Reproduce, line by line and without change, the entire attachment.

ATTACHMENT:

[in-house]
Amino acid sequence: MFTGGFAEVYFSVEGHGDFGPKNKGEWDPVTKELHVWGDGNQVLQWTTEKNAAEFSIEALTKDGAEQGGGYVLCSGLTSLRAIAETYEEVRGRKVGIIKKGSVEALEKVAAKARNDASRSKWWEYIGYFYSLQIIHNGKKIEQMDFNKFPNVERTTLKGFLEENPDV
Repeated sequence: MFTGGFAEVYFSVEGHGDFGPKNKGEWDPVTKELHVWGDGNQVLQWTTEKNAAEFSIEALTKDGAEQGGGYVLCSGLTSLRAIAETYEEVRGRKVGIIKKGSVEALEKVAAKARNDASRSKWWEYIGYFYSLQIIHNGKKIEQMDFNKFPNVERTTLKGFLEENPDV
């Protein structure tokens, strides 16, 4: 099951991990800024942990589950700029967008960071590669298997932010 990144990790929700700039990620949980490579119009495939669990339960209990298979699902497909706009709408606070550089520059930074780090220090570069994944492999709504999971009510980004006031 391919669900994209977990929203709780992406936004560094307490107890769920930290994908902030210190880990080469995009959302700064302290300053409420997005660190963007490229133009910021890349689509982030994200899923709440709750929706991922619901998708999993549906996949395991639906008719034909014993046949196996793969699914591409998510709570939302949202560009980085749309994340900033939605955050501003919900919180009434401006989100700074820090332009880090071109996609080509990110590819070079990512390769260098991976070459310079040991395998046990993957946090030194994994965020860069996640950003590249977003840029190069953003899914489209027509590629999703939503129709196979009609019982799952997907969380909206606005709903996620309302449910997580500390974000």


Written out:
[in-house]
Amino acid sequence: MFTGGFAEVYFSVEGHGDFGPKNKGEWDPVTKELHVWGDGNQVLQWTTEKNAAEFSIEALTKDGAEQGGGYVLCSGLTSLRAIAETYEEVRGRKVGIIKKGSVEALEKVAAKARNDASRSKWWEYIGYFYSLQIIHNGKKIEQMDFNKFPNVERTTLKGFLEENPDV
Repeated sequence: MFTGGFAEVYFSVEGHGDFGPKNKGEWDPVTKELHVWGDGNQVLQWTTEKNAAEFSIEALTKDGAEQGGGYVLCSGLTSLRAIAETYEEVRGRKVGIIKKGSVEALEKVAAKARNDASRSKWWEYIGYFYSLQIIHNGKKIEQMDFNKFPNVERTTLKGFLEENPDV
């Protein structure tokens, strides 16, 4: 099951991990800024942990589950700029967008960071590669298997932010 990144990790929700700039990620949980490579119009495939669990339960209990298979699902497909706009709408606070550089520059930074780090220090570069994944492999709504999971009510980004006031 391919669900994209977990929203709780992406936004560094307490107890769920930290994908902030210190880990080469995009959302700064302290300053409420997005660190963007490229133009910021890349689509982030994200899923709440709750929706991922619901998708999993549906996949395991639906008719034909014993046949196996793969699914591409998510709570939302949202560009980085749309994340900033939605955050501003919900919180009434401006989100700074820090332009880090071109996609080509990110590819070079990512390769260098991976070459310079040991395998046990993957946090030194994994965020860069996640950003590249977003840029190069953003899914489209027509590629999703939503129709196979009609019982799952997907969380909206606005709903996620309302449910997580500390974000």